Nothing is more worrisome than the fact that while the top brass of the judiciary advises all and sundry to practice patience and be a good listener to bring the nation to harmony with its diverse population,some illustrious members of the Executive seemed to be on their own ego trip.The importance of patience on part of a government functionary was emphasized by Chief Justice of the Supreme Court Altamas Kabir in Ranchi on Ocotober 13.Addressing a meeting of judges and judicial officers,he said:”Patience is virtue. One has to listen to the people patiently to deliver excellence in judicial matters.”

His observation came barely a week after Chhatisgarh Chief Minister Raman Singh faced the charges of getting a person beaten by the cops.In fact,a 28-year-old youth Congress activist of the Chhastisgarh unit, Anwar Hussain, had alleged that he was arrested and brutally beaten up by the cops after he had questioned Singh at a farmer’s rally in Raipur on October 7.

When Hussain questioned the chief minister on issues connected with his government’s agricultural policy in the presence of Union Agriculture Minister Sharad Pawar, Singh  ordered the police to take him away saying he was drunk.

Sadly,Singh failed to realize that his undemocratic action would only leave the youth with a rupture in his ear drum following the beating he received from the cops.But this was not an isolated case of the state functionary losing patience to turn undemocratic.

Union Law Minister Salman Khurshid did the same.As if he was infected by the ‘Kolveri Di bug’ on October 16 when he dared anti-corruption activist Arvind Kejriwal to visit his home town Farrukhabad and let him also return from Farrukhabad, a rhetoric interpreted by Kejriwal as a threat to eliminate him for accusing the minister and his wife of corruption.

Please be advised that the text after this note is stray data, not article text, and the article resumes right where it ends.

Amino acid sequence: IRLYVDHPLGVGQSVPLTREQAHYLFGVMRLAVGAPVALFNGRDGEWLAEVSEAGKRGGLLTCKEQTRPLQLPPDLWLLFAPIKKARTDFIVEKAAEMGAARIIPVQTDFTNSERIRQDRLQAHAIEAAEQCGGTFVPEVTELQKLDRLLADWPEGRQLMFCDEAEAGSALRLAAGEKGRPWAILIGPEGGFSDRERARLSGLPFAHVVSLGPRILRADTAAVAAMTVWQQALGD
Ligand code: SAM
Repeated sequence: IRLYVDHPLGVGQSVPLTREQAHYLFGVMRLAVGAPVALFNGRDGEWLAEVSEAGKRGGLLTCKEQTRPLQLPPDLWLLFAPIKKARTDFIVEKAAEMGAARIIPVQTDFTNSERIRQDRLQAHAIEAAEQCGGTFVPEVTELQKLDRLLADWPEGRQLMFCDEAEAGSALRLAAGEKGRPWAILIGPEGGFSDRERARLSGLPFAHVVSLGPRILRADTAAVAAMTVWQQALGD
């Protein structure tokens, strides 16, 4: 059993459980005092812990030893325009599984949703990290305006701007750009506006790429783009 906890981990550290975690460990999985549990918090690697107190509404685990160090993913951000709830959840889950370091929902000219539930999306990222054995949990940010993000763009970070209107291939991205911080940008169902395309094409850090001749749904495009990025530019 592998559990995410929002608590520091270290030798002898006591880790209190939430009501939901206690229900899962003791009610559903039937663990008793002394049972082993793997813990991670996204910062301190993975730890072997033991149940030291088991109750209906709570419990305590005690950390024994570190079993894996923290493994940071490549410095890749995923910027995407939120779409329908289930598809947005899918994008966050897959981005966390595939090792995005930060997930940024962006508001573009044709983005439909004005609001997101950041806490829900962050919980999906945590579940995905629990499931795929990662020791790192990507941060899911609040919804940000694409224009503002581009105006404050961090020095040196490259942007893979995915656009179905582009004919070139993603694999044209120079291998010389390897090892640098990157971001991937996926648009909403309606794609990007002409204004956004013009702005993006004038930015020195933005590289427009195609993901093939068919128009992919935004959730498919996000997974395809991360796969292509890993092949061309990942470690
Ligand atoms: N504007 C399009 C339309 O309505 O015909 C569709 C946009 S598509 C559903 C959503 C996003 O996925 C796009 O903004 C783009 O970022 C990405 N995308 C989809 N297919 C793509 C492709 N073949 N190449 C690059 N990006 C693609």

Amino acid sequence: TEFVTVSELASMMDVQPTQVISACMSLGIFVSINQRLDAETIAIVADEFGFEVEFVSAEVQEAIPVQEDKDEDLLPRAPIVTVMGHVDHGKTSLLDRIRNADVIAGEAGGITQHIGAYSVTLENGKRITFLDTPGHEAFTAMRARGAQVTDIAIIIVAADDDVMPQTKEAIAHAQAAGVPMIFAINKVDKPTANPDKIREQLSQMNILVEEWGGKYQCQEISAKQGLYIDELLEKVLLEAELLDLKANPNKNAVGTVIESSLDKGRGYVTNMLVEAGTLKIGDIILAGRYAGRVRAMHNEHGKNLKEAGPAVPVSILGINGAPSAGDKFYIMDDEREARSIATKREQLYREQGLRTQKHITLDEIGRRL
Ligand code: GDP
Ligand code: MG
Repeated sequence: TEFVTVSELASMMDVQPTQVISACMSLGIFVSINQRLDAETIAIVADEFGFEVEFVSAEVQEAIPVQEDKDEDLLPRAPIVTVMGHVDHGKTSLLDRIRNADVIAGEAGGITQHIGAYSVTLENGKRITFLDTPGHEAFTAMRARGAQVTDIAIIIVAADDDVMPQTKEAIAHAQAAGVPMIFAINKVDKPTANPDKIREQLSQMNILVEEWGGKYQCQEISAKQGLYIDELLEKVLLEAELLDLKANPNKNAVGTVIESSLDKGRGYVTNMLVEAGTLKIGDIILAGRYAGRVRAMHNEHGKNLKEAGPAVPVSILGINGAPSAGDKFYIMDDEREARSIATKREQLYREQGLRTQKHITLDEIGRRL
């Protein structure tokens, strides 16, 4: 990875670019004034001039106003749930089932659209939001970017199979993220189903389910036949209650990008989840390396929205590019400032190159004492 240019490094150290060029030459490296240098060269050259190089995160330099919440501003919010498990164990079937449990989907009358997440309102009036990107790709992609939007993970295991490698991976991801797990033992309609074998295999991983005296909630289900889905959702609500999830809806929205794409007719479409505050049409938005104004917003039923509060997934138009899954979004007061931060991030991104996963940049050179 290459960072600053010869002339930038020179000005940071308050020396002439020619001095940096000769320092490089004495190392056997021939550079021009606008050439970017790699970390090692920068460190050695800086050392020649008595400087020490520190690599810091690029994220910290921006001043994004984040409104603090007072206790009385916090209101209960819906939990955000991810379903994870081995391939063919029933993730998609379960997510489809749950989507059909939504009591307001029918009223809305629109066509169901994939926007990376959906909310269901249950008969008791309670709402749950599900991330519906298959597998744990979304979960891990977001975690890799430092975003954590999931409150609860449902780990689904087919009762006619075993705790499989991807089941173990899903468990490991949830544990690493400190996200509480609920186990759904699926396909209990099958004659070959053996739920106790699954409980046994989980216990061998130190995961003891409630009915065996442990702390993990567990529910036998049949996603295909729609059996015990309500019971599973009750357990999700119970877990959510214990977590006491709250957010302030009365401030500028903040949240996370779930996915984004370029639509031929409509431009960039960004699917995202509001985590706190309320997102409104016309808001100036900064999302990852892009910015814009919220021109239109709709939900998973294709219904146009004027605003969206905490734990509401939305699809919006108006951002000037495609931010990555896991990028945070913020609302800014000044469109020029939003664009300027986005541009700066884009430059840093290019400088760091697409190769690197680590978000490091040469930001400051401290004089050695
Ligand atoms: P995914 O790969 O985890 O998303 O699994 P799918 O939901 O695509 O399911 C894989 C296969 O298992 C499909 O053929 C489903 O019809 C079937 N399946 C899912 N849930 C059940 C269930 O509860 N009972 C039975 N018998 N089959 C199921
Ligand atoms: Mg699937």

“Let them come and visit Farrukhabad. But let them also return from Farrukhabad. I have been made the law minister and asked to work with the pen. I will work with the pen but also with blood,” Khurshid had said soon after Kejriwal and a TV channel broke news that his NGO—Dr Zakir Hussain Memorial Trust— had ‘bungled’ funds in the name of supplying materials for the handicapped.

This is not all.West Bengal Chief Minister Mamata Banerjee had got an academic arrested for lampooning her in the social media.Subequently,she had directed the police to arrest a farmer who had the audacity to ask her a question at a public meeting at Belpahari.

Banerjee, who had soft corner for the Maoists during the left-front rule in the eastern state,had dubbed the farmer as a ‘Maoist’ and had got him handcuffed.
These cases not only damage reputation of the elected representatives,but also erode legitimacy of democratic system.So much so that disgruntled citizens preferred to vent their anguish by hurling  shoes at the then Union Home Minister P Chidambaram, senior BJP leader L K Advani and Bihar Chief Minister Nitish Kumar and even slapped Union Agriculture Minister Sharad Pawar.

A quote by Swami Vivekanand can sum up the quid pro quo between the executive and the voters —–“Can there be anything worse than losing sight…..Yes, losing vision.”


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